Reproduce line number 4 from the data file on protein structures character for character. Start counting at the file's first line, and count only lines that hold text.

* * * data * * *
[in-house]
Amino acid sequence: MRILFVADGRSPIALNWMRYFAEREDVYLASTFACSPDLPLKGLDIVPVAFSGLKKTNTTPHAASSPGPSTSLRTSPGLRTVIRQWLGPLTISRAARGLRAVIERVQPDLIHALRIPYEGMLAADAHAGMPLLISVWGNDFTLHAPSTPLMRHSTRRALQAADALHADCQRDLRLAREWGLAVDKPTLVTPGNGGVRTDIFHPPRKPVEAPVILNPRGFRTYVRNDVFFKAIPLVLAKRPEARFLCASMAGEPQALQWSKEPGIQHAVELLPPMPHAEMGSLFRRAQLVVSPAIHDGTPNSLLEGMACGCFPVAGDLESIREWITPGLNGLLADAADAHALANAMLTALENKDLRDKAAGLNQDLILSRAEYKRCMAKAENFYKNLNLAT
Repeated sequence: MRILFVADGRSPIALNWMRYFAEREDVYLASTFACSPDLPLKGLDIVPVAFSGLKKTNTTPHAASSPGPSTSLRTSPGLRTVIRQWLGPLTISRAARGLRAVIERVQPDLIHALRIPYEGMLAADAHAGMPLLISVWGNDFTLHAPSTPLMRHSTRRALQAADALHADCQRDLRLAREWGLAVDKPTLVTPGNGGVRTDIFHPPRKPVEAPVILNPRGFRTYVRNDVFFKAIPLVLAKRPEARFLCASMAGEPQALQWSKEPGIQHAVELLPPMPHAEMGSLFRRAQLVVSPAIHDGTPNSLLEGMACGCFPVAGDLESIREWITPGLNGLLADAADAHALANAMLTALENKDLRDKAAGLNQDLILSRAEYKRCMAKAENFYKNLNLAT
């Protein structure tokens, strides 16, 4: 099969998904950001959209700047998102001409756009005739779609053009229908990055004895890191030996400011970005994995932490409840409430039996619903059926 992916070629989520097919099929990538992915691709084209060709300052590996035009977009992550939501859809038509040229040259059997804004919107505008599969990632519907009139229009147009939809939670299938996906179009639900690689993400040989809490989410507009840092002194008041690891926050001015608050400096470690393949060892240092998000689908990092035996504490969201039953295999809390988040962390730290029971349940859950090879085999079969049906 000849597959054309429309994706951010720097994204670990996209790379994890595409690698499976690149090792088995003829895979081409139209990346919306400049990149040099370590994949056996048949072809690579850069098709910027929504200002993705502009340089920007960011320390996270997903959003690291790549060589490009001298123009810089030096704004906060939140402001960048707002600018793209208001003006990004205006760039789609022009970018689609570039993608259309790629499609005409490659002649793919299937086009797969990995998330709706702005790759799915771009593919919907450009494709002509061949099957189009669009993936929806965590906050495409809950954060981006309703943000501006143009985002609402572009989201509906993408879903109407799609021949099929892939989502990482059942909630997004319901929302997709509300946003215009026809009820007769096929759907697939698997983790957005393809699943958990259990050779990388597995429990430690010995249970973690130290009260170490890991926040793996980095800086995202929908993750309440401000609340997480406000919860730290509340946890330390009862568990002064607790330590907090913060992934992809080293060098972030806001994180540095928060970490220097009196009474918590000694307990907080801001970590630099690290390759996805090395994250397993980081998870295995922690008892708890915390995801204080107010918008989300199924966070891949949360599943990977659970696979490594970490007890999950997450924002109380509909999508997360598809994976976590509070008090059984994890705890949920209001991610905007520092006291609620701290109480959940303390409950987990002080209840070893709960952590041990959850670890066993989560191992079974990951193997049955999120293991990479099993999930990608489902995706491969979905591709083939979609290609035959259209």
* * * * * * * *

């Protein structure tokens, strides 16, 4: 099969998904950001959209700047998102001409756009005739779609053009229908990055004895890191030996400011970005994995932490409840409430039996619903059926 992916070629989520097919099929990538992915691709084209060709300052590996035009977009992550939501859809038509040229040259059997804004919107505008599969990632519907009139229009147009939809939670299938996906179009639900690689993400040989809490989410507009840092002194008041690891926050001015608050400096470690393949060892240092998000689908990092035996504490969201039953295999809390988040962390730290029971349940859950090879085999079969049906 000849597959054309429309994706951010720097994204670990996209790379994890595409690698499976690149090792088995003829895979081409139209990346919306400049990149040099370590994949056996048949072809690579850069098709910027929504200002993705502009340089920007960011320390996270997903959003690291790549060589490009001298123009810089030096704004906060939140402001960048707002600018793209208001003006990004205006760039789609022009970018689609570039993608259309790629499609005409490659002649793919299937086009797969990995998330709706702005790759799915771009593919919907450009494709002509061949099957189009669009993936929806965590906050495409809950954060981006309703943000501006143009985002609402572009989201509906993408879903109407799609021949099929892939989502990482059942909630997004319901929302997709509300946003215009026809009820007769096929759907697939698997983790957005393809699943958990259990050779990388597995429990430690010995249970973690130290009260170490890991926040793996980095800086995202929908993750309440401000609340997480406000919860730290509340946890330390009862568990002064607790330590907090913060992934992809080293060098972030806001994180540095928060970490220097009196009474918590000694307990907080801001970590630099690290390759996805090395994250397993980081998870295995922690008892708890915390995801204080107010918008989300199924966070891949949360599943990977659970696979490594970490007890999950997450924002109380509909999508997360598809994976976590509070008090059984994890705890949920209001991610905007520092006291609620701290109480959940303390409950987990002080209840070893709960952590041990959850670890066993989560191992079974990951193997049955999120293991990479099993999930990608489902995706491969979905591709083939979609290609035959259209």